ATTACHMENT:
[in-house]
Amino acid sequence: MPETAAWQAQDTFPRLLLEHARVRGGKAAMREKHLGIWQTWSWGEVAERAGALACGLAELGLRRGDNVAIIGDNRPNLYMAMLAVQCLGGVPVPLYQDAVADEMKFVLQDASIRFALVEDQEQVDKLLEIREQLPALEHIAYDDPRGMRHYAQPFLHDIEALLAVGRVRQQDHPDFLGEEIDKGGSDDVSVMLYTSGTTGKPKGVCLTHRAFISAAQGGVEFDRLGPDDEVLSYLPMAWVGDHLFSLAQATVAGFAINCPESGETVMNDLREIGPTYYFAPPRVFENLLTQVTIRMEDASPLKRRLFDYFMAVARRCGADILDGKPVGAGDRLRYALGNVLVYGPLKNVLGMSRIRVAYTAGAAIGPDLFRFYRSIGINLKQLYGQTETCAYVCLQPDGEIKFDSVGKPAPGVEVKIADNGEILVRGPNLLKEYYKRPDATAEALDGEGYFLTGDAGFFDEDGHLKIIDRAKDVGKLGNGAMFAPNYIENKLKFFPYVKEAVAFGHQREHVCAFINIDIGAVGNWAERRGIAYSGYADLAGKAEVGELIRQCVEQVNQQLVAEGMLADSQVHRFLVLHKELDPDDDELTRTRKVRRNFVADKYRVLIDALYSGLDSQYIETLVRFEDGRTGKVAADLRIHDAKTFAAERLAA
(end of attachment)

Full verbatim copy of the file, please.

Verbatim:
[in-house]
Amino acid sequence: MPETAAWQAQDTFPRLLLEHARVRGGKAAMREKHLGIWQTWSWGEVAERAGALACGLAELGLRRGDNVAIIGDNRPNLYMAMLAVQCLGGVPVPLYQDAVADEMKFVLQDASIRFALVEDQEQVDKLLEIREQLPALEHIAYDDPRGMRHYAQPFLHDIEALLAVGRVRQQDHPDFLGEEIDKGGSDDVSVMLYTSGTTGKPKGVCLTHRAFISAAQGGVEFDRLGPDDEVLSYLPMAWVGDHLFSLAQATVAGFAINCPESGETVMNDLREIGPTYYFAPPRVFENLLTQVTIRMEDASPLKRRLFDYFMAVARRCGADILDGKPVGAGDRLRYALGNVLVYGPLKNVLGMSRIRVAYTAGAAIGPDLFRFYRSIGINLKQLYGQTETCAYVCLQPDGEIKFDSVGKPAPGVEVKIADNGEILVRGPNLLKEYYKRPDATAEALDGEGYFLTGDAGFFDEDGHLKIIDRAKDVGKLGNGAMFAPNYIENKLKFFPYVKEAVAFGHQREHVCAFINIDIGAVGNWAERRGIAYSGYADLAGKAEVGELIRQCVEQVNQQLVAEGMLADSQVHRFLVLHKELDPDDDELTRTRKVRRNFVADKYRVLIDALYSGLDSQYIETLVRFEDGRTGKVAADLRIHDAKTFAAERLAA